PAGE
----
By David Thomas, John A. Chesworth, Clinton Bennett, Lejla Demiri, Martha Frederiks
Edited via David Thomas and John Chesworth
with Clinton Bennett, Lejla Demiri, Martha Frederiks, Stanisław Grodź, Douglas Pratt
Christian-Muslim kin, a Bibliographical heritage, quantity eight (CMR eight) protecting Northern and japanese Europe within the interval 1600-1700, is a constant quantity in a common historical past of kinfolk among the 2 faiths from the 7th century to the early twentieth century. It includes a sequence of introductory essays and likewise the most physique of targeted entries which deal with all of the works, surviving or misplaced, which were recorded. those entries supply biographical info of the authors, descriptions and checks of the works themselves, and entire debts of manuscripts, variants, translations and stories. the results of collaboration among a number of best students, CMR eight, in addition to the opposite volumes during this sequence is meant as a easy instrument for study in Christian-Muslim relations.
Clinton Bennett, Luis F. Bernabe Pons, Jaco Beyers, Lejla Demiri, Martha Frederiks, David Grafton, Stanisław Grodź, Alan Guenther, Emma Loghin, Gordon Nickel, Claire Norton, Reza Pourjavady, Douglas Pratt, Radu Păun, Peter Riddell, Umar Ryad, Karel Steenbrink, Davide Tacchini, Ann Thomson, Serge Traore, Carsten Walbiner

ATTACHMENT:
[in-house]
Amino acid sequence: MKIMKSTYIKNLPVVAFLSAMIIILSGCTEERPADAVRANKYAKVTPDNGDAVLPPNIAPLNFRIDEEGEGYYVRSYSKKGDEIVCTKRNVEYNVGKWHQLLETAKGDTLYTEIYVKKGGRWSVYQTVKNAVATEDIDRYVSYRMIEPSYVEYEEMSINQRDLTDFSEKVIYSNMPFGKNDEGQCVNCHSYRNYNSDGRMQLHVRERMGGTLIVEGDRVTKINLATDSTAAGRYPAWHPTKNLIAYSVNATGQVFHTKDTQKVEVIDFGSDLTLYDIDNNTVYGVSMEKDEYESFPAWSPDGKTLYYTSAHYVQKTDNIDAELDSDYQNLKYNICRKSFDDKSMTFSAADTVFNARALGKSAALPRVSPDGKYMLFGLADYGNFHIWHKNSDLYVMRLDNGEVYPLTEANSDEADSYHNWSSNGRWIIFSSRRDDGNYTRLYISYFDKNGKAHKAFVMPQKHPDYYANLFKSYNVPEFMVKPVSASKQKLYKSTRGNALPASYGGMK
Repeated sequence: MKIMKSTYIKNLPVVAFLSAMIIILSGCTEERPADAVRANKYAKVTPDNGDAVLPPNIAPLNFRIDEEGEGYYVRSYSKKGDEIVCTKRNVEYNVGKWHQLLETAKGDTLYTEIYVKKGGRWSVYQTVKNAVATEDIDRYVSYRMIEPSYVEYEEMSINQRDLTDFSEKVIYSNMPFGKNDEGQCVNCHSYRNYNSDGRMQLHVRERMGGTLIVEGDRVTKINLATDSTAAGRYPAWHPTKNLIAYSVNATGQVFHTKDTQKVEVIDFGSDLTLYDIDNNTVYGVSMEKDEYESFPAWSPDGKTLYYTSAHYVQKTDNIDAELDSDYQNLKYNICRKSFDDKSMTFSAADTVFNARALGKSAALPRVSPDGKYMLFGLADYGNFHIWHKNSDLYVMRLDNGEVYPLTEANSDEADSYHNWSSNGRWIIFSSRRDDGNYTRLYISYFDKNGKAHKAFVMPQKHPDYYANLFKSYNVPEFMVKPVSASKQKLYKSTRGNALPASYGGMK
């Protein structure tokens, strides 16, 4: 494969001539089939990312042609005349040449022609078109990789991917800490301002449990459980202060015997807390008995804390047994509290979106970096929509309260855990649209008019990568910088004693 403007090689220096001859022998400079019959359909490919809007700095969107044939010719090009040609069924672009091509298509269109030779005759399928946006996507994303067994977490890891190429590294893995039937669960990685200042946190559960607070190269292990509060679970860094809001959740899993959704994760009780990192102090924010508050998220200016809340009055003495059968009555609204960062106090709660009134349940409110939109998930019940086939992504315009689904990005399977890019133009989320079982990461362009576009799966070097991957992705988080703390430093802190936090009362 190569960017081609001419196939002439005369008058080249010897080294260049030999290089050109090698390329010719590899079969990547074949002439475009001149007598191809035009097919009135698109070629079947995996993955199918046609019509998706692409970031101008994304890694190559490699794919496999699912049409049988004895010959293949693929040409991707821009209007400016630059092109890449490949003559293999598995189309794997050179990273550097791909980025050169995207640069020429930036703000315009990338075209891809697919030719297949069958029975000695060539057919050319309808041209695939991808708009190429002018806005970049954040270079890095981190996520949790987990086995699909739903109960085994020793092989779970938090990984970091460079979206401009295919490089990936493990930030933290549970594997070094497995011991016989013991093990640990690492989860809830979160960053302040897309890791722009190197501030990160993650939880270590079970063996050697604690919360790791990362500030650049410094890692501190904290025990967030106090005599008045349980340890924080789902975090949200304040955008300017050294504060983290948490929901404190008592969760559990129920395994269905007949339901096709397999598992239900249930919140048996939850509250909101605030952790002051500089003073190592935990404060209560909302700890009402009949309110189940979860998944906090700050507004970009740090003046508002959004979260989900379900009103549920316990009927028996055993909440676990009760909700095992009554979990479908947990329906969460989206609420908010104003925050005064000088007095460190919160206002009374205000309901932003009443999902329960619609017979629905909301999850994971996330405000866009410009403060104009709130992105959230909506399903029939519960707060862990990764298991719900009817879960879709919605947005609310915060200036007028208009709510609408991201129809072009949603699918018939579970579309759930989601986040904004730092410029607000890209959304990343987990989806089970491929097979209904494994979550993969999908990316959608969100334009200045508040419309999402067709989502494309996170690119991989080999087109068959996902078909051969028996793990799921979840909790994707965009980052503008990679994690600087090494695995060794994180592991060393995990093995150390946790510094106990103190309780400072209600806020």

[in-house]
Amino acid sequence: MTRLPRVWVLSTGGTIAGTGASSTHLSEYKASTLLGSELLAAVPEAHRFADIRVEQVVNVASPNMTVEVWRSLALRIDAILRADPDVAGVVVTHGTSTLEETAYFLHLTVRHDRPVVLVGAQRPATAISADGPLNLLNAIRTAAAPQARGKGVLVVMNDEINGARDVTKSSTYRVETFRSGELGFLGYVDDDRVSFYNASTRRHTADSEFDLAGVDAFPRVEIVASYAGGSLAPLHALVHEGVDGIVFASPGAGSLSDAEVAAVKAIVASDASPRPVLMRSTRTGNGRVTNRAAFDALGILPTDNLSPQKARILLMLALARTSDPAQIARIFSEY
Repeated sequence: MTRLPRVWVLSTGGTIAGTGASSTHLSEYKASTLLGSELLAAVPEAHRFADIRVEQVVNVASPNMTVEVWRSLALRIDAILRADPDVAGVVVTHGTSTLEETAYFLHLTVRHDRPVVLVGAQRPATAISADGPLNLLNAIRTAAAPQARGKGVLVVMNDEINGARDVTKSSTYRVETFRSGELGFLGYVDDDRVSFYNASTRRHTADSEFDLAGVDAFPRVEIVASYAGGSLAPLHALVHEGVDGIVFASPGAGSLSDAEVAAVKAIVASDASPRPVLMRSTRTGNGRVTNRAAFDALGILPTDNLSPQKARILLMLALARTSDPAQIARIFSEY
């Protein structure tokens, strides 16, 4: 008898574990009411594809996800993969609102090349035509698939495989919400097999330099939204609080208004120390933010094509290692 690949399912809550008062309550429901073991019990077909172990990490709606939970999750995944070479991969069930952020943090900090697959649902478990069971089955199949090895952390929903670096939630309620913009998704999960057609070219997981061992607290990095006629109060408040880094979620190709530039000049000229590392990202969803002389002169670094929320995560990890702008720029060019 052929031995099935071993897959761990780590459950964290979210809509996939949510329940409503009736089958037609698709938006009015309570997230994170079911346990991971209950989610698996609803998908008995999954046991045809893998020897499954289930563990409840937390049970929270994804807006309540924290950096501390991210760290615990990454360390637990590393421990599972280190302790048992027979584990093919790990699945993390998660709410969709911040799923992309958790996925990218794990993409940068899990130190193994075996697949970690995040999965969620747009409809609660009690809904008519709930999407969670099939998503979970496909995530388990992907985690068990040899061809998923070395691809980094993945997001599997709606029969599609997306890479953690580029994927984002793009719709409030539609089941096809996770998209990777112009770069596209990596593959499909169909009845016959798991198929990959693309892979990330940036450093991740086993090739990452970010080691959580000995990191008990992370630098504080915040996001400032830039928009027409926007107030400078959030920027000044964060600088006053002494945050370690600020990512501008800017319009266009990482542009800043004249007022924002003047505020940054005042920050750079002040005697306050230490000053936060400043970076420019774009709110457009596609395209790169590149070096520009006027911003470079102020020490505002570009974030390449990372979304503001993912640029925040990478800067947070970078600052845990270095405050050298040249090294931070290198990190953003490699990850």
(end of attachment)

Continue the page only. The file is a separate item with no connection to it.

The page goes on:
Read or Download Christian-Muslim Relations. A Bibliographical History Volume 8. Northern and Eastern Europe (1600-1700) PDF
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Additional resources for Christian-Muslim Relations. A Bibliographical History Volume 8. Northern and Eastern Europe (1600-1700)
This would require recognition that ‘the Indies’ were to be considered as partly Spanish and partly Portuguese territory. British traders considered this recognition a threat to their plans to launch the East India Company and sent a request (probably written by Richard Hakluyt) to Queen Elizabeth that the Spanish (and Portuguese) claim to these territories be rejected. This request may have had an impact, because in the final peace treaty between England and Spain, signed on 24 August 1604, trade with the Indies was not mentioned.
The complete history, Oxford, 2008, pp. 90-1; Wilson, Pirate utopias, pp. R. Andrews, Ships, money and politics. Seafaring and naval enterprise in the reign of Charles I, Cambridge, 1991, pp. 160-83. 68 L. Colley, Captives. Britain, empire and the world 1600-1850, London, 2002, p. 105; Matar, Islam in Britain, p. 74. See also A. Hamilton, William Bedwell the Arabist, 1563-1632, Leiden, 1985. 69 Mouline, ‘Rabat-Salé’, p. 652; Konstam, Piracy, pp. 90-1; Wilson, Pirate utopias, pp. 71-92; Andrews, Ships, money and politics, pp.
136 ( Jan-Mar 1617); Hebb, Piracy, pp. 7, 20. 44 MS London, The National Archives, PRO – SP 14/91, fol. 52 (Apr 1617); SP 14/111, fol. 38 (Nov-Dec 1619); Gray, ‘Fishing and the commercial world’, pp. 177-8; Acts of the Privy Council, 1616–1617, ed. V. Lyle, London, 1927, pp. 181-2; Hebb, Piracy, pp. 22-42. 45 Hebb, Piracy, pp. 43-74. 46 Hebb, Piracy, pp. 8-135. See also J. M. Bell, A handlist of British diplomatic representatives 1509-1688, London, 1990, p. 207; M. Oppenheim, A history of the administration of the Royal Navy and of merchant shipping in relation to the Navy, London, 1896, pp.